At the height of the Black Lives Matter movement this summer, Los Angeles producer and director Rob Bliss took to the streets of Harrison, Arkansas, with a BLM sign to show just how prevalent racism still is in many American communities.
While unsettling, the video of the harassment and mistreatment he received in Harrison was a wake up call for many Americans.
As of Oct. 22, Bliss’s video has more than three million views across multiple social media platforms.
While most Arkansans know Harrison to be a town entangled in racism, it was clear that this was many Americans’ first look into the deeply conservative town.
According to the Southern Poverty Law Center, fifteen hate groups could be tracked to Arkansas in 2019, five of which are in Harrison. They groups espouse everything from anti-semitism to the re-institution of the Confederate nation.
The most infamous hate group headquartered in Harrison is the Ku Klux Klan, a group unambiguously sworn to white supremacy.
While most viewers were appalled by the way Bliss was treated for holding a BLM sign, others called for the video to be taken down.
The mayor of Harrison, Jerry Jackson, insisted that Bliss’ unsettling video was not representative of the community he knows. In a statement on the Harrison Chamber of Commerce website, he contends, “We know for certain that [residents shown in the video] do not reflect the views of the majority of the good people of our communities. It is obvious there is still work to be done in our area and across the nation.”
If Mayor Jackson is insistent that Bliss’ video isn’t representative of the Harrison community, how does he explain the city’s display of blatant bigotry? How can he ensure that racism is not as alive and well in his community as the viral video makes it out to be?
The United Nations Educational, Scientific and Cultural Organization provides a guide, more or less, for how public education can be used to transform America’s future race relations.
They recommend that “schools should give history, social memory and human rights...a place at the core of teaching,” whereby students recognize the history of our nation and further the dissolution of “the perpetuation of stereotypes.”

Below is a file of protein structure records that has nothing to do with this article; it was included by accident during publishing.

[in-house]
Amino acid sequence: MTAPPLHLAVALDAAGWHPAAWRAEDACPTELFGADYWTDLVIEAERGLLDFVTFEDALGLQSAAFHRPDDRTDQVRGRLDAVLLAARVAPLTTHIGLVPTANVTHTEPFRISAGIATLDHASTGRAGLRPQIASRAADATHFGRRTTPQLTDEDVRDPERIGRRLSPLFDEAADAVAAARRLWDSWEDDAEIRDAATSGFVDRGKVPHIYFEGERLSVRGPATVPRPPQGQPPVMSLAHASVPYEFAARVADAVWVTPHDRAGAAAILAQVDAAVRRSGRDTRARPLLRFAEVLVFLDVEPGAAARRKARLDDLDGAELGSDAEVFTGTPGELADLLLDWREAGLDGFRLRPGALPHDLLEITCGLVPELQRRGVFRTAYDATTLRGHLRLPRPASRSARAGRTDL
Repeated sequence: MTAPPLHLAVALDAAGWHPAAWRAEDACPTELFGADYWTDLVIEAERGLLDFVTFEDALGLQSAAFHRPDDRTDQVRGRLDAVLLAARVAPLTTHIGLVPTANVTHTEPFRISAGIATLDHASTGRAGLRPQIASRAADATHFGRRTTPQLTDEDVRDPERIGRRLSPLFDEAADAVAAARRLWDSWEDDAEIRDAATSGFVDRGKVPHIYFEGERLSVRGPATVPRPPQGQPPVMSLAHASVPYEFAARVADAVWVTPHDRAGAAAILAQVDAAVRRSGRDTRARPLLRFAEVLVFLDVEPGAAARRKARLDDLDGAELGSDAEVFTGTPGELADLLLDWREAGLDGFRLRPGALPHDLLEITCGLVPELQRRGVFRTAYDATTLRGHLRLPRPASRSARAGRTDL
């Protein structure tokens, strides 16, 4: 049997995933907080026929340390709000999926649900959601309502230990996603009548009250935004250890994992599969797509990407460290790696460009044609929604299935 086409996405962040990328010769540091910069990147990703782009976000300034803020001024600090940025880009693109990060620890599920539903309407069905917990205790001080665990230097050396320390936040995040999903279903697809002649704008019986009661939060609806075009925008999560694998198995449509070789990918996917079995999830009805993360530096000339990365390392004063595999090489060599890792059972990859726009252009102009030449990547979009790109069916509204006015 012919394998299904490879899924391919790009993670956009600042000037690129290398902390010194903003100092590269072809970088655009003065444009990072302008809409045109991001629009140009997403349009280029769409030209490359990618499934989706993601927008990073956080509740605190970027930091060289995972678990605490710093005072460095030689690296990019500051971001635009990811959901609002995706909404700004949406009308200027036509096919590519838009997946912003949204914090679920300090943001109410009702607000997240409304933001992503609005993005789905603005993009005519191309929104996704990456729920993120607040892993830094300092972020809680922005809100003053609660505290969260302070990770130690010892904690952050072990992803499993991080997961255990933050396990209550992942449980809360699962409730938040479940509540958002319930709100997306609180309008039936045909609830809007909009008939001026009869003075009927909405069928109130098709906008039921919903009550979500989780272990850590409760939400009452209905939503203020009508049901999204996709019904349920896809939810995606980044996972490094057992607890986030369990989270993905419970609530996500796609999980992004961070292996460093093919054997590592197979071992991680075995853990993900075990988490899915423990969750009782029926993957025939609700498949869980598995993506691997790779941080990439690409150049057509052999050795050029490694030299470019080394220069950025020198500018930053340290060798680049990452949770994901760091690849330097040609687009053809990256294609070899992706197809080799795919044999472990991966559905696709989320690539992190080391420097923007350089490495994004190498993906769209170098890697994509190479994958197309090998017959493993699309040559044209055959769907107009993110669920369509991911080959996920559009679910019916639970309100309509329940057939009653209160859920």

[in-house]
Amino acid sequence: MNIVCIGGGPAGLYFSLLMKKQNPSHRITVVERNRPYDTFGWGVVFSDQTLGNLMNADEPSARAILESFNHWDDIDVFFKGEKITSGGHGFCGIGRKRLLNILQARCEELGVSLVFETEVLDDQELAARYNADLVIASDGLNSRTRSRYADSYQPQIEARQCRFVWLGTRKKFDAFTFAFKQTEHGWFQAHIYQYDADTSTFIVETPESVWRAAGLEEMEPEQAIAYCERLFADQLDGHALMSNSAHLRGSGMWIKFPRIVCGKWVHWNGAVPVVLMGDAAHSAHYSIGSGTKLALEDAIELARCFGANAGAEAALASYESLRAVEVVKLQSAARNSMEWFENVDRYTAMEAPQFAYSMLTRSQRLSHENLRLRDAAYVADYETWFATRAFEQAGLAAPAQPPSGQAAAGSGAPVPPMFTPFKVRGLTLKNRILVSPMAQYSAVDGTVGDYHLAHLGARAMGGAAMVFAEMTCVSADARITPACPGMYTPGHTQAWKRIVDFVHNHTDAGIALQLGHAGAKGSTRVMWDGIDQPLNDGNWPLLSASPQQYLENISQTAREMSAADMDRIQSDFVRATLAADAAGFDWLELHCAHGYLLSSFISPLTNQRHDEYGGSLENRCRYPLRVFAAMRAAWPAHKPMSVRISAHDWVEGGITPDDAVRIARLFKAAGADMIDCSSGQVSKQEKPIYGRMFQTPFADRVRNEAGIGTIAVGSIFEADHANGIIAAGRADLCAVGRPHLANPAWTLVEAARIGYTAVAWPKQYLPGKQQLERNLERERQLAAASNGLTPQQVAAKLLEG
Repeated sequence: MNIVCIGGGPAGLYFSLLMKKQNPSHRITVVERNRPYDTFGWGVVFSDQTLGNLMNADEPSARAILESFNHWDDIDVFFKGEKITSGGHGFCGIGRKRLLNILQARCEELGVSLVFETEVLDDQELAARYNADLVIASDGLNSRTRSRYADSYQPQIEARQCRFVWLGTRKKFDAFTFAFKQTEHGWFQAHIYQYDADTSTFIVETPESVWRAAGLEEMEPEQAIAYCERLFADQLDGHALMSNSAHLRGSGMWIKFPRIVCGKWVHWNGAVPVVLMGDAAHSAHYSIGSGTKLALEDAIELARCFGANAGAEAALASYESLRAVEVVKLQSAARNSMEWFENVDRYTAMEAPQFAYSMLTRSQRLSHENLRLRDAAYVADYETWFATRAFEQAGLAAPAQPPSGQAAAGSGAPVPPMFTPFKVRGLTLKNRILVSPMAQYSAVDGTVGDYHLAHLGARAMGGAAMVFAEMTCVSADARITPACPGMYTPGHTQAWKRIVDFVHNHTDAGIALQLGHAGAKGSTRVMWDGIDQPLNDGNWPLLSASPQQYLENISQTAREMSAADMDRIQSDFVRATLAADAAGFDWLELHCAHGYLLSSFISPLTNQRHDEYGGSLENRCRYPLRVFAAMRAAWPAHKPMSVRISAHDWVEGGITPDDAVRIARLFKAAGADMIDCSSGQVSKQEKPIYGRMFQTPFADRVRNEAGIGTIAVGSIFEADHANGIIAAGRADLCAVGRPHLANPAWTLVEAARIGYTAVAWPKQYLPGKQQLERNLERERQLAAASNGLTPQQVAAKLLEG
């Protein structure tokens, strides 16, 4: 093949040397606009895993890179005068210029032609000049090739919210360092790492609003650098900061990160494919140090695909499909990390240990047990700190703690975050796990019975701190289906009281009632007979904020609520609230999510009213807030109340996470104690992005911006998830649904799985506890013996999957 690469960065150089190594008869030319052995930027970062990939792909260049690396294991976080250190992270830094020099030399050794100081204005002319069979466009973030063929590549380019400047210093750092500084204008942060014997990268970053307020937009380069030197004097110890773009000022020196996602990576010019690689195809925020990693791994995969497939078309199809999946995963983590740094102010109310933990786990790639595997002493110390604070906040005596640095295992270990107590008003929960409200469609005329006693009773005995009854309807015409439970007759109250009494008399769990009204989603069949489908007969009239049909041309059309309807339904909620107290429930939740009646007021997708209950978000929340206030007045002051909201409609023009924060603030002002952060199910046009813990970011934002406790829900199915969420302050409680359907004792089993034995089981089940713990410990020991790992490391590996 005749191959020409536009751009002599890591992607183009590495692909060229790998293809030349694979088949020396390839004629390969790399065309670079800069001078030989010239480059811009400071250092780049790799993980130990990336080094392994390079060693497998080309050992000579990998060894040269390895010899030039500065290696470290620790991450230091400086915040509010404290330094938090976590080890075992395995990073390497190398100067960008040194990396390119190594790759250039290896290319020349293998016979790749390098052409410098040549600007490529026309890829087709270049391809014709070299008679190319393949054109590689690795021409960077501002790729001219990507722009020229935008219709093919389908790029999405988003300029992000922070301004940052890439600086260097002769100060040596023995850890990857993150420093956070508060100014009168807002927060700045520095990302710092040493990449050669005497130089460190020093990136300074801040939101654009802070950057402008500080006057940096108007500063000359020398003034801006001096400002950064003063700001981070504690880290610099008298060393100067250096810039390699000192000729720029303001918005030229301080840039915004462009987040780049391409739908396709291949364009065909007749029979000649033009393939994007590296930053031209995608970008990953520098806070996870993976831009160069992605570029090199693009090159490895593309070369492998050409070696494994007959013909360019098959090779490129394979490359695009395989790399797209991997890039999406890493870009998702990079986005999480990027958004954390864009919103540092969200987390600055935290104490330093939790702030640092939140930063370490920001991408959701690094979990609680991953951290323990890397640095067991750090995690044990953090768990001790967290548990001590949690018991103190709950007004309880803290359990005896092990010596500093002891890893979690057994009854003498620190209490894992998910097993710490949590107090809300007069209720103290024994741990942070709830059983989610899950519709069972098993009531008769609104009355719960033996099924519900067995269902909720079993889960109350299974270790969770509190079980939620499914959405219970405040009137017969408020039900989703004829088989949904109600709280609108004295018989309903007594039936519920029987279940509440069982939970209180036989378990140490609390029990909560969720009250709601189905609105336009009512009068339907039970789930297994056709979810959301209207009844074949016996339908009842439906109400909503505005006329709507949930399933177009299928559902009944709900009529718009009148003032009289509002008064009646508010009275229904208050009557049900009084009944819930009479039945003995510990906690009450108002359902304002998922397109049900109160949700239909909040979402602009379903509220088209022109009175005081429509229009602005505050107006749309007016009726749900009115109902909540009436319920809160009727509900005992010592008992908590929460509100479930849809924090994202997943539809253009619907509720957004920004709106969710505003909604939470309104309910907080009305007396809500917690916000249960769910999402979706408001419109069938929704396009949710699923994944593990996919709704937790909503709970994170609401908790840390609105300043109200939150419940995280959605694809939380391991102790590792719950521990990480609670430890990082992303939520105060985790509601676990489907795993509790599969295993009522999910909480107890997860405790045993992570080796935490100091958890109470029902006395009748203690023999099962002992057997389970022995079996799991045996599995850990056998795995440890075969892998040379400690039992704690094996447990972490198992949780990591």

Ultra-conservative communities like Harrison have a responsibility to implement programs of this nature. Racist sentiment will only continue to fester in such communities without an effort to eradicate it.
To achieve this goal, they emphasize that educators “reexamine and revise curriculum, and textbooks in particular, to eliminate racist depictions, misrepresentation, and historical exclusions.”
Whether one agrees with Black Lives Matter is beyond the point. Bliss’ video further reveals the racism that still exists; in fact, it draws the ire that lies behind some people’s opposition to BLM: deliberate racism. Disagreement with BLM is too often a sentiment fueled by racism.
Public schools, especially in communities with deeply seated racial issues, should aim to give their students a better understanding of race in America. Failings in education have allowed racial divisions in this country to exist.
Going forward, honest and impartial teachings about race must be present in American classrooms.
In an interview with USA Today, Bliss commented on the idea that some assume “real racism” is not an issue anymore.
“I think people assume that ‘real racism’ doesn’t really exist anymore,” Bliss said. “That it’s more like, it’s institutional or it’s implicit or it’s subconscious, when really, one of the reasons why I like this video is you can see this is very real.”
Bliss wanted the video to demonstrate how real racism still is in parts of the nation.
It’s more than clear that part of the Harrison community is set deeply in its ways. This doesn’t mean that Harrison and the numerous communities like it are beyond change.